Holidays are great times for getting pictures of family and friends. Everyone is together, and normally having a good time; it is people at their best.
It’s also important from a historical perspective. You might be tempted to skip taking the camera, but think about how many times you’ve looked back on old photos of family and friends. For better or worse, those pictures mark the progression of your life. I’ve never looked back on any family event or place I’ve visited and wished I’d spent less time taking pictures—it’s almost always the opposite.
So take the camera. Here are a few tips for getting the most out of your holiday pictures, whether you have an inexpensive point-and-shoot or the finest DSLR on the market.
When you can, brace yourself against a wall, a chair, or something sturdy to give yourself a little extra stability, particularly when shooting indoors. This is a bigger problem with small cameras using an LCD screen at arm’s length than with larger cameras, which you’re holding closer to your eye.
I’m notorious for bumping my camera mode selector, so I check it religiously. Check to make sure your camera is on the proper setting. But don’t be afraid to deliberately fiddle with the settings to get a different look; just remember where they were when you started!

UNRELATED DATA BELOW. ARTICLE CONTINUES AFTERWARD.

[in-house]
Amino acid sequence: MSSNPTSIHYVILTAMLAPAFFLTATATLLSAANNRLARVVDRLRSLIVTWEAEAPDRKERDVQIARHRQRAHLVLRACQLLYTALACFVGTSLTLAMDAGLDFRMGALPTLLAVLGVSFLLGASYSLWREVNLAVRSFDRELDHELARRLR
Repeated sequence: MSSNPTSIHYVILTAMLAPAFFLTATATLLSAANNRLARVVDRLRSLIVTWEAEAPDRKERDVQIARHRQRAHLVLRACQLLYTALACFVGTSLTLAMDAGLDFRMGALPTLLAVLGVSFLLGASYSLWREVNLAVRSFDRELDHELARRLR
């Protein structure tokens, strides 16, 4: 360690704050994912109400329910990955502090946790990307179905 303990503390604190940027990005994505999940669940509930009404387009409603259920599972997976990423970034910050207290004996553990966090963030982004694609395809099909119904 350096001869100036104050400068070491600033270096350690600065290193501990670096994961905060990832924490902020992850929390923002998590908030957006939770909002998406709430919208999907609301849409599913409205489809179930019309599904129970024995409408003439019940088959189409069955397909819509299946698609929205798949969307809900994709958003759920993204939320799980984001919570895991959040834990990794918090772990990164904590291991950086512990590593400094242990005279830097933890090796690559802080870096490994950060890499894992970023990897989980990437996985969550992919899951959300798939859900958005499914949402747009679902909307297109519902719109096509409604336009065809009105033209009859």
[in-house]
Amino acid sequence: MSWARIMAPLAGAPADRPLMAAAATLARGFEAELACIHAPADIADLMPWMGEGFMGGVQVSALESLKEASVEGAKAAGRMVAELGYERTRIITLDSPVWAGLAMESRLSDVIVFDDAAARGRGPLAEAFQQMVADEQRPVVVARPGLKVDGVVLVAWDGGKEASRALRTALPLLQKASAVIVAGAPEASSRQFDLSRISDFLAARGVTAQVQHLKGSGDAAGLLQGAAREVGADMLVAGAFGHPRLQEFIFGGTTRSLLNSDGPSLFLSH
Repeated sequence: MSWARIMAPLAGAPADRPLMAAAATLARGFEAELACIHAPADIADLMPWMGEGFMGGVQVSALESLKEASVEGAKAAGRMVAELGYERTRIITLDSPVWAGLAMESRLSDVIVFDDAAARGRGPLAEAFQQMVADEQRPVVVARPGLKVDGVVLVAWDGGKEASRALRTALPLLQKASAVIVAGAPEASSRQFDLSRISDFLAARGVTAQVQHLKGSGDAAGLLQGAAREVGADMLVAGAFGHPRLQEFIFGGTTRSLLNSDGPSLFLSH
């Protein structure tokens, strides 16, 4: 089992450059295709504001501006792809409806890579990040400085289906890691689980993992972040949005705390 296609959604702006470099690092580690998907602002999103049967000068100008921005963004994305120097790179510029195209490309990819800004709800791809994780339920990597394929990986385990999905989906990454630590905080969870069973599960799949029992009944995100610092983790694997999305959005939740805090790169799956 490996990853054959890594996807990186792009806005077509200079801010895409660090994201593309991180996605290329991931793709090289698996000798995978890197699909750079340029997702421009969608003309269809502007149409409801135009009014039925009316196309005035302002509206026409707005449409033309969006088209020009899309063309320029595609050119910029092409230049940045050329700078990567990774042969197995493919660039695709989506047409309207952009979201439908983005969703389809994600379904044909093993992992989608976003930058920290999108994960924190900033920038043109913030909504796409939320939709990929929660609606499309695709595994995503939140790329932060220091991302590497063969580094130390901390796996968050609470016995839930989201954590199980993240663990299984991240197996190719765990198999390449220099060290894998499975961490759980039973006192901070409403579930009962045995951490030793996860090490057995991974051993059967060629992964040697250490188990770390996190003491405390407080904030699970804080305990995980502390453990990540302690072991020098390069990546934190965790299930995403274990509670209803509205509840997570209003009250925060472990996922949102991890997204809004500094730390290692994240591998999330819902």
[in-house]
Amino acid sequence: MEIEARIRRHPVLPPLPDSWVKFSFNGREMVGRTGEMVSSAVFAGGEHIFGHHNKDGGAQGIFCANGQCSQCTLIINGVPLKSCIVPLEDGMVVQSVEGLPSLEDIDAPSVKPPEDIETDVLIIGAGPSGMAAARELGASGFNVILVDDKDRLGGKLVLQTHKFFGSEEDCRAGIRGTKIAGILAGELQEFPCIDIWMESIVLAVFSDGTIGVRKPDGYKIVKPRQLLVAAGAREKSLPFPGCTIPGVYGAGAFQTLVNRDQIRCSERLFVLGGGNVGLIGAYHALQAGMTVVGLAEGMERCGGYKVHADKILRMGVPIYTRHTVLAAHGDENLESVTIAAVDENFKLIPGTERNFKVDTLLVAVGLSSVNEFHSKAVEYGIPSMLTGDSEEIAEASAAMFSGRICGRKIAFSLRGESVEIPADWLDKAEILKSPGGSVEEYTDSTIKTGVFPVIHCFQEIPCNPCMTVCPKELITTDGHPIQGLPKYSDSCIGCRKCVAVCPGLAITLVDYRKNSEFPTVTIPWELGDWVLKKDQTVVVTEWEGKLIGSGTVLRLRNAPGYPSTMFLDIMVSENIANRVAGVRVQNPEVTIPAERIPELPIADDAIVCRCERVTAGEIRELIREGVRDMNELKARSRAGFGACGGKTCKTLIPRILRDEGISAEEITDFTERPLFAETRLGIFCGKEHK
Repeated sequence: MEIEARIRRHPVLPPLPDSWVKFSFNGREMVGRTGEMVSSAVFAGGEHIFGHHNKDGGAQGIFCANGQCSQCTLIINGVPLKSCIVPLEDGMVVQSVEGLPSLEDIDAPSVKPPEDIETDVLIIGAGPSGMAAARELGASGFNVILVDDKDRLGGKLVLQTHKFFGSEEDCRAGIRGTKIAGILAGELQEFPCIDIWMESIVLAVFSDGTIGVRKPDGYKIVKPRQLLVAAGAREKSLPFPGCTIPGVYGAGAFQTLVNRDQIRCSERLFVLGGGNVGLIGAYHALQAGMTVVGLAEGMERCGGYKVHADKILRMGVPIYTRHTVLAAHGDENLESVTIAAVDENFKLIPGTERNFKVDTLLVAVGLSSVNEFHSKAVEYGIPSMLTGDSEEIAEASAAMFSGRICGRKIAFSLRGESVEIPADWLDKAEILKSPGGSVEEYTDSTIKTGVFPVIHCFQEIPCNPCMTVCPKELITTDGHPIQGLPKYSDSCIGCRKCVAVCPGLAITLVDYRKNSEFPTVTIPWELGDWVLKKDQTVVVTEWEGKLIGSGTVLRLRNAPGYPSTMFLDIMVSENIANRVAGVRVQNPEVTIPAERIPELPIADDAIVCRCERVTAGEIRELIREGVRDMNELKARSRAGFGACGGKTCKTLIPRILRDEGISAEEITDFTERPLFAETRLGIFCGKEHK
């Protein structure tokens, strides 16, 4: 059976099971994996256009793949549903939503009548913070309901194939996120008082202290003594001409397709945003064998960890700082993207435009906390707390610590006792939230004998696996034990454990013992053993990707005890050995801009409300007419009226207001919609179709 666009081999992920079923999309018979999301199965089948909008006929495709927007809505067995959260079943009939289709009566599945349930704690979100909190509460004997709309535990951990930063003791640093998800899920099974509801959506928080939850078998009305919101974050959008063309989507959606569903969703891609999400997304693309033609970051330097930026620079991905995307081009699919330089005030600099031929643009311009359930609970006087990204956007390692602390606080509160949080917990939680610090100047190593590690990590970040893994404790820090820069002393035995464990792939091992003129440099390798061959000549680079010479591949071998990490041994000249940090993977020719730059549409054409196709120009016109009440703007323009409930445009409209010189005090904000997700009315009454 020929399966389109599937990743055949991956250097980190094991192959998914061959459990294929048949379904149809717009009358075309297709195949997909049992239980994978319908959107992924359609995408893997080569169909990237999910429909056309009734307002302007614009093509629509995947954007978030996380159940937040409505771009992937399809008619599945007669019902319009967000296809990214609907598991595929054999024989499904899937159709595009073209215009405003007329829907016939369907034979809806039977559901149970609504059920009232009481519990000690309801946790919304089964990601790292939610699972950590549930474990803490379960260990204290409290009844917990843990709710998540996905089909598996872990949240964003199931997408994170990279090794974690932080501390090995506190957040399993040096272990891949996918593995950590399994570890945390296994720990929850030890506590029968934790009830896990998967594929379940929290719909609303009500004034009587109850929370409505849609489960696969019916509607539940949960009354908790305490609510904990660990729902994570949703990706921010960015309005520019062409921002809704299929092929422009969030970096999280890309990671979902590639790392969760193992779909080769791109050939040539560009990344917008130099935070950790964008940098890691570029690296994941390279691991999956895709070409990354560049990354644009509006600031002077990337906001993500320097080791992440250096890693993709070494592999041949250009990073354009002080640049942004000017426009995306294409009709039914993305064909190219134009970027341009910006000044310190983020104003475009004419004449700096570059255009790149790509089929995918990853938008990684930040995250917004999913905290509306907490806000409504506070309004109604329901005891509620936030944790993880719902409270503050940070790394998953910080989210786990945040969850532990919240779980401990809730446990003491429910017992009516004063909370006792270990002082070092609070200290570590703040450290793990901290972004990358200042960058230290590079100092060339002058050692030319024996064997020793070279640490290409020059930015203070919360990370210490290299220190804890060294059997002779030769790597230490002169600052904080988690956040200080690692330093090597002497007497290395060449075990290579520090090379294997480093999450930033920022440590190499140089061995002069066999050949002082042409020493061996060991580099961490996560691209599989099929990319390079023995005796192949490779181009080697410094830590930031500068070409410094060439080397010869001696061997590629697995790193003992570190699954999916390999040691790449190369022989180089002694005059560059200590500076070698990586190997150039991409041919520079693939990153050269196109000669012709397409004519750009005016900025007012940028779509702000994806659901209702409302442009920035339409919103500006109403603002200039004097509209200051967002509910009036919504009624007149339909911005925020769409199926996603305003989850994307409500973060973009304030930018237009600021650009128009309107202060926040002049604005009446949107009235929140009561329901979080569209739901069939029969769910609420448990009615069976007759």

Yes, even pros get fingers in the way of the flash sensor and the lens, especially with those little point-and-shoot cameras. Stay aware of how you hold the camera.
Everyone does group pictures before going their separate ways, so think of something different. Shoot pictures at the breakfast table, while traveling somewhere, or at other times.
Experiment. Lie on the ground. Find a higher perspective or some other unusual angle. I once took a picture from the perspective of the Thanksgiving turkey being carried to the table; it’s one of our family favorites. It costs nothing to delete digital pictures, so don’t be afraid to be creative.
Use doors and windows as natural frames. Framing adds visual impact, so use doors and windows to your advantage.
Sometimes it’s textural details that spur the most vivid memories: a close-up of someone’s hands, the colors of a favorite shirt. Get in close and emphasize the details and textures of your subject.
Try to find a perspective where a road, path, or other picture element leads your eye to the subject. Instead of standing over there by that house, take a perspective farther back and use the path to lead in to the subject.
Take pictures on bad weather days, too. Every day does not have to be a sunny day. Rainy days have their own special appeal, and dark clouds can add drama to any scene.
Mainly, just have some fun. As I look back at my pictures, the ones I like the best are sometimes just pictures of nothing special. A grove of trees outside our old house, a picture of my mom in the kitchen with my nephew and his fiance, candid moments when I just pointed the camera and pushed the button without really even thinking about it.
About the Author:
Peter Timko writes on behalf of Proud Photography